Depositions Can Be Pitfalls for Real Estate Agents, Attorney Says
-But proper preparation can help agents and their employer avoid potentially disastrous outcomes, advises LeClairRyan's Jay Gregory
Apr 01, 2011, 09:30 ET
BOSTON, April 1, 2011 /PRNewswire/ -- Many real estate agents can expect to get a seemingly innocent phone call requesting them to appear at a deposition at some point in their career. But, as veteran LeClairRyan real estate attorney Jay S. Gregory writes in an article recently published on BrokerAgentSocial.com, that call "is not always the simple matter it might seem at first glance."
Drawing on the experiences of multiple clients he has represented in similar situations, Gregory offers a stark warning: "Even if the matter the attorney is calling about appears not to directly affect you and/or your firm, your radar should go up right away. And if you are ever subpoenaed for a deposition, it is important that you arrive well prepared and with legal representation of your own. Failure to do so can have far-reaching effects on both you and your firm."
Gregory serves up the example of an alleged predatory lending case involving multiple law firms, eight separate plaintiffs and a shady "no-money-down" straw buyer scheme at the peak of the real estate bubble. LeClairRyan represented a local real estate franchise which had a former agent involved in the scheme. On the verbal promise that he was not a target and would not be deposed, the agent met privately with plaintiff attorneys and ill-advisedly provided them with information and documentation that led to suits against more than a dozen parties, including his former agency. And despite the earlier promise to the contrary, the agent was then compelled to appear for two days of deposition.
"The first mistake this agent made was believing that the plaintiff's lawyer was his friend," Gregory writes in "Depositions Can Be Pitfalls for Unprepared Real Estate Agents." Showing up for the deposition without legal representation of his own only compounded the problem, with the plaintiffs' lawyer confusing the agent and extracting testimony that was uninformed and inconsistent, and which provided ammunition against his former agency. "If that agent had been properly prepared and represented by counsel, the plaintiffs would not have had any case against the agency," Gregory writes.
The bulk of Gregory's article is devoted to helping real estate agents avoid creating problems for themselves and their agencies when facing similar situations. The key to doing that is for agents to have a general understanding of the deposition process and the steps that can be taken to reduce the risk of an unfavorable outcome. Some of the points Gregory makes in the article include:
- A deposition is not a "normal" conversation, an assumption often erroneously made by agents being deposed for the first time. This "ritualized interrogation that bears no resemblance to a normal conversation" is a vehicle for the interrogating attorney's not-so-hidden agenda, i.e., to elicit testimony that, taken in or out of context, may bolster his or her client's position. "A deposition offers the deponent little upside, but it often presents significant downside risk," he writes.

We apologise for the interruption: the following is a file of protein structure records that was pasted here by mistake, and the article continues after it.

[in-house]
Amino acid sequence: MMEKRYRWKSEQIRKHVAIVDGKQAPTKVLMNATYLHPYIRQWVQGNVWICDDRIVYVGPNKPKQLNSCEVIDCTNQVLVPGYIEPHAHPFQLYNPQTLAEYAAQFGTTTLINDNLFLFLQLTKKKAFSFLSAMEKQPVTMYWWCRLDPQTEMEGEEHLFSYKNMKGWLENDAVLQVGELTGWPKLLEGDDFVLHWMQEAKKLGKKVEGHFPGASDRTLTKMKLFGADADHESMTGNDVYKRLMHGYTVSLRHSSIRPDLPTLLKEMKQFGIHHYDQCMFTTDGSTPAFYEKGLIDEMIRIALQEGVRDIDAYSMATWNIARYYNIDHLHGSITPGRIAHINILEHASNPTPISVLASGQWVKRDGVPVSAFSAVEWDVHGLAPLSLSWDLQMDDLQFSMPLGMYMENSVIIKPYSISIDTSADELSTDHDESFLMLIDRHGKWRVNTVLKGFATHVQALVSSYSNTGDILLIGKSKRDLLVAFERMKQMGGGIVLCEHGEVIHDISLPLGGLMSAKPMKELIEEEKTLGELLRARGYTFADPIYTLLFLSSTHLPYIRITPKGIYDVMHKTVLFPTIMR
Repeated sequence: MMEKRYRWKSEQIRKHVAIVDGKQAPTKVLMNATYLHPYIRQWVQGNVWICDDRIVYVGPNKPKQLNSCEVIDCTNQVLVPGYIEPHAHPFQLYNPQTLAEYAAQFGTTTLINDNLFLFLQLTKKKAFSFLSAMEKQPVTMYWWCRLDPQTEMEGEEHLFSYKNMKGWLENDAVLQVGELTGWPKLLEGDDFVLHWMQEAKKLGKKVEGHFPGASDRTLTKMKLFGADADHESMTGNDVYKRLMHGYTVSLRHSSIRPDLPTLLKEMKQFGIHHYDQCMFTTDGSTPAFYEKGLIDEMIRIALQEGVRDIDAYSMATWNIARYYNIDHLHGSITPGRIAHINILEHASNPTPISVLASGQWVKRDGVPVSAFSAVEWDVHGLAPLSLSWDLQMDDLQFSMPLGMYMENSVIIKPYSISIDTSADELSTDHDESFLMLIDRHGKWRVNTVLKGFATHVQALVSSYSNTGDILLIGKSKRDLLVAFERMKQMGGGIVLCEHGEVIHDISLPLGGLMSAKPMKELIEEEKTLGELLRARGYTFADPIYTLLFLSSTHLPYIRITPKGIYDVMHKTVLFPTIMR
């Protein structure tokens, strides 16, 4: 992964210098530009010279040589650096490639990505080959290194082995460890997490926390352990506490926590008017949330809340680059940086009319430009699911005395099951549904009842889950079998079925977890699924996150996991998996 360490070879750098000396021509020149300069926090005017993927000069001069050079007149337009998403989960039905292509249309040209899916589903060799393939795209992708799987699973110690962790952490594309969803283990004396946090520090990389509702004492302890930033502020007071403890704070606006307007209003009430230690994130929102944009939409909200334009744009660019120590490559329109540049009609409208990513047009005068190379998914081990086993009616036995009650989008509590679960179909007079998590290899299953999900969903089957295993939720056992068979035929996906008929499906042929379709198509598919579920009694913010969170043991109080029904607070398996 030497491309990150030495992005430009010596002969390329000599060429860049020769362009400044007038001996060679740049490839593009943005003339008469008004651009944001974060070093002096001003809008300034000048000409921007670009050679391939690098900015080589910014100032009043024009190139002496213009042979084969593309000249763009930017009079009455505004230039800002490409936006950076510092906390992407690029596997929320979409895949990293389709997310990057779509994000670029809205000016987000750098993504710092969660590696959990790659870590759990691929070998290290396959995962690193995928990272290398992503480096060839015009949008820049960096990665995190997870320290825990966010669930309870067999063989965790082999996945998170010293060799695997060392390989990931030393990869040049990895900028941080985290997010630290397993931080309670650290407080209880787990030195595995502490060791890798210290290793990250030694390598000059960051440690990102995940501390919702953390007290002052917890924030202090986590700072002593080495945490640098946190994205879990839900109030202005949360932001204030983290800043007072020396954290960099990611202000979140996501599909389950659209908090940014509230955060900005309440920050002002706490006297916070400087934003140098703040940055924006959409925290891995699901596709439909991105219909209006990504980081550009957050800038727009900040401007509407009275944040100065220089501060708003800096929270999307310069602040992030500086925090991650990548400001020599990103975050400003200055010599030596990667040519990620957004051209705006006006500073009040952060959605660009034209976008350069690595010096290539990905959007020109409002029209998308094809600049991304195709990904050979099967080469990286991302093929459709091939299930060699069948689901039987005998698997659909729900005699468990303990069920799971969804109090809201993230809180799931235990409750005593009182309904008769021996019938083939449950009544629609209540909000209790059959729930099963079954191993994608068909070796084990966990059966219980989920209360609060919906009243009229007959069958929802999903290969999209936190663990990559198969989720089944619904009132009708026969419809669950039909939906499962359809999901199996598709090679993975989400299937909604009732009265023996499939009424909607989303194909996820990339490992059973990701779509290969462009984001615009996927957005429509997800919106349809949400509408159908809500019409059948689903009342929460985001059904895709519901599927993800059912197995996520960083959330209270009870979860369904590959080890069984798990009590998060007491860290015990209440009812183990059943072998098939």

- It is highly recommended that agents being deposed meet with their own counsel prior to the deposition to discuss the facts and claims at issue and to review their files. However, the deposition "is not an exam, and there is no need to memorize your file; it is sufficient to refresh your memory by reviewing it," Gregory explains.
- Understand the difference between expert and fact testimony. A fact witness can testify as to what he or she saw, felt, heard, sensed, etc., but is not allowed to provide opinions. An expert witness, on the other hand, can offer his or her opinions.
- Understand the question and answer only that question. Provide short, succinct and honest answers, and never guess, assume or speculate.
Gregory goes on to provide many more practical tips on how agents can prepare for a deposition and conduct themselves during the process in ways most likely to protect themselves and their agencies from undue consequences. "Depositions are important events in the life of a lawsuit," he writes. "While your deposition will not usually 'win' the case for you, it can, at worst, convince the opposing counsel to bring you and/or your agency into the case or, if you are already a party, greatly complicate your position in the case. It cannot be overstated how important it is always to have a lawyer representing you at the deposition."
To read the full article, visit: http://brokeragentsocial.com/article.php?article_id=1131.
Founded in 1988, LeClairRyan provides business counsel and client representation in corporate law and high-stakes litigation. With offices in California, Connecticut, Massachusetts, Michigan, New Jersey, New York, Pennsylvania, Virginia and Washington, D.C., the firm has approximately 325 attorneys representing a wide variety of clients throughout the nation. For more information about LeClairRyan, visit www.leclairryan.com.
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